it be idle. According to Rockwell, it’s better to talk yourself into action, rather than out of action.

He urges leaders to consider these three questions before they talk themselves out of taking action.

Will it help?

Will it harm?

What happens 
nothing is done?

Learn while you take action

“Don’t talk about it unless you plan to do something about it,” says Rockwell.


“Welcome those who point out troubles. They aren't the enemy. The enemy is talk without anything being done.”

Focus on getting people in the 
correct roles
“Successful leaders understand and influence the talents, skills, and drives of team members,” says Rockwell. He suggests providing leadership and personality assessments to gain a better understanding of what motivates your employees and find out what they’re best at.

Energising environments

In other words, be positive! “The most important thing is about the way we treat each other while we do the work,” says Rockwell. “Spend more time affirming than correcting.”

Embrace forward facing contrarians

“Conformists don’t build the future,” says Rockwell – forward facing contrarians do. “Protect them from the frustrations of others, as much as possible.”

Results don’t define you

According to Rockwell, “The road to great results is more important than results themselves. Honour behaviours that get you there.

Friday, 23 January 2015

21 Cool Packaging Designed To Delight You.

A good packaging design can serve as the best advertisement for the product it was created to hold. No wonder many advertisers and designers spend a great deal of time and effort to create eye-catching, meaningful, funny, and clever packaging designs. Here’s a collection of some of the most creative and inspiring packaging ideas that immediately put a smile on your face. You won’t believe how clever some of them are.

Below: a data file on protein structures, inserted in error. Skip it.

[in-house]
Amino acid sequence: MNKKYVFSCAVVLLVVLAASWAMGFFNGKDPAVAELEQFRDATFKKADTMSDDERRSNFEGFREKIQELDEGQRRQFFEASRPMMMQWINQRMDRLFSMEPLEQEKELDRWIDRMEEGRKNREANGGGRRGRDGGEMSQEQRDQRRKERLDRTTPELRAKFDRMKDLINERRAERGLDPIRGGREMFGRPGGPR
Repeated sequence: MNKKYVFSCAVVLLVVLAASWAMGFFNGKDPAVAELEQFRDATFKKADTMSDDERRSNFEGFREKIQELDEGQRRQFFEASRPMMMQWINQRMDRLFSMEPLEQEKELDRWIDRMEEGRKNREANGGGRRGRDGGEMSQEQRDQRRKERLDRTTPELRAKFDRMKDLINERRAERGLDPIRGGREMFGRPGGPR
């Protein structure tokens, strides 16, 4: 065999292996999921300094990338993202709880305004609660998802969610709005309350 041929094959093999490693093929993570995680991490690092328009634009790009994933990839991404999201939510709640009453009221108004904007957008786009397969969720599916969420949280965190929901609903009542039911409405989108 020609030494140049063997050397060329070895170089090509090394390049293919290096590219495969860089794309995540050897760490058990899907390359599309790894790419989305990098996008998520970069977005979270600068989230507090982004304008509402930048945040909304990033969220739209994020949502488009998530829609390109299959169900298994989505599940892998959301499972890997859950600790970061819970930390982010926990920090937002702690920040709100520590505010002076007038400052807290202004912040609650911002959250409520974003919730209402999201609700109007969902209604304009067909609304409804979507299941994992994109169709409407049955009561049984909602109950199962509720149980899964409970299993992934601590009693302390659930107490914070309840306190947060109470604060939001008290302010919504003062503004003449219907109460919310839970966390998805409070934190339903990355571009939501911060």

1. Gnome Bread Packaging

Designed by Lo Siento Studio

2. Note Headphones


Designer Corinne Pant

3. Tea Hangers



Designed by Soon Mo Kang

4. “City Harvest” Grocery Bag






5. Honey Made by Bees

\

Designed by Maksi Marbuzov

6. NYC Spaghetti

Designer: Alex Creamer

7. Ford Ranger Extreme: Matchbox


Advertising Agency: JWT, Kuala Lumpur, Malaysia

8. Creative Japanese Pastry Packaging


Designer unknown

9. Origami Beer


Designed by Clara Lindsten

10. Kiss: Fruit and vegetable puree


Designed by Alexandra Istratova

11. Kokeshi Matchsticks


Designed by kokeshi-m.com

12. Moustache Paintbrushes


Designed by Simon Lalibert√©

13. Whitebites dog snacks


Designer: Cecilia Uhr

14. Zen Perfume

15. Juicy Juice Boxes

Designed by Preston Grubbs

16. Mini Oliva Olive Oil

17. Green Berry Tea

Designed by Natalia Ponomareva

18. Fruit Juice Packaging


Designed by Naoto Fukasawa

19. Pink Glasses Wine Bottles



Designed by Luksemburk

20. Butter! Better!


Designed by Yeongkeun

21. Smirnoff Caipiroska